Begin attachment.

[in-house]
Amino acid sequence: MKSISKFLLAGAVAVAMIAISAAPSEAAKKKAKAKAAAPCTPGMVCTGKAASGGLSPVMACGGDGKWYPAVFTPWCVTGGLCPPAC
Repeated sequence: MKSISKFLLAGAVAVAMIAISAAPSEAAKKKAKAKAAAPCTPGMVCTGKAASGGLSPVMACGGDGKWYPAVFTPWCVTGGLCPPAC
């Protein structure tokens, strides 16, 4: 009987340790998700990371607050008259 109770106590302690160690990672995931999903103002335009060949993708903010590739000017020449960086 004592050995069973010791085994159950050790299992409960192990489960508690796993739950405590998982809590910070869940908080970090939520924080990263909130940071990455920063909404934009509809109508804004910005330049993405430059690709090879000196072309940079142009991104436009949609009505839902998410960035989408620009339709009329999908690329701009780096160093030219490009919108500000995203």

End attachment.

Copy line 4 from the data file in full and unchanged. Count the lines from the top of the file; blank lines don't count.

């Protein structure tokens, strides 16, 4: 009987340790998700990371607050008259 109770106590302690160690990672995931999903103002335009060949993708903010590739000017020449960086 004592050995069973010791085994159950050790299992409960192990489960508690796993739950405590998982809590910070869940908080970090939520924080990263909130940071990455920063909404934009509809109508804004910005330049993405430059690709090879000196072309940079142009991104436009949609009505839902998410960035989408620009339709009329999908690329701009780096160093030219490009919108500000995203």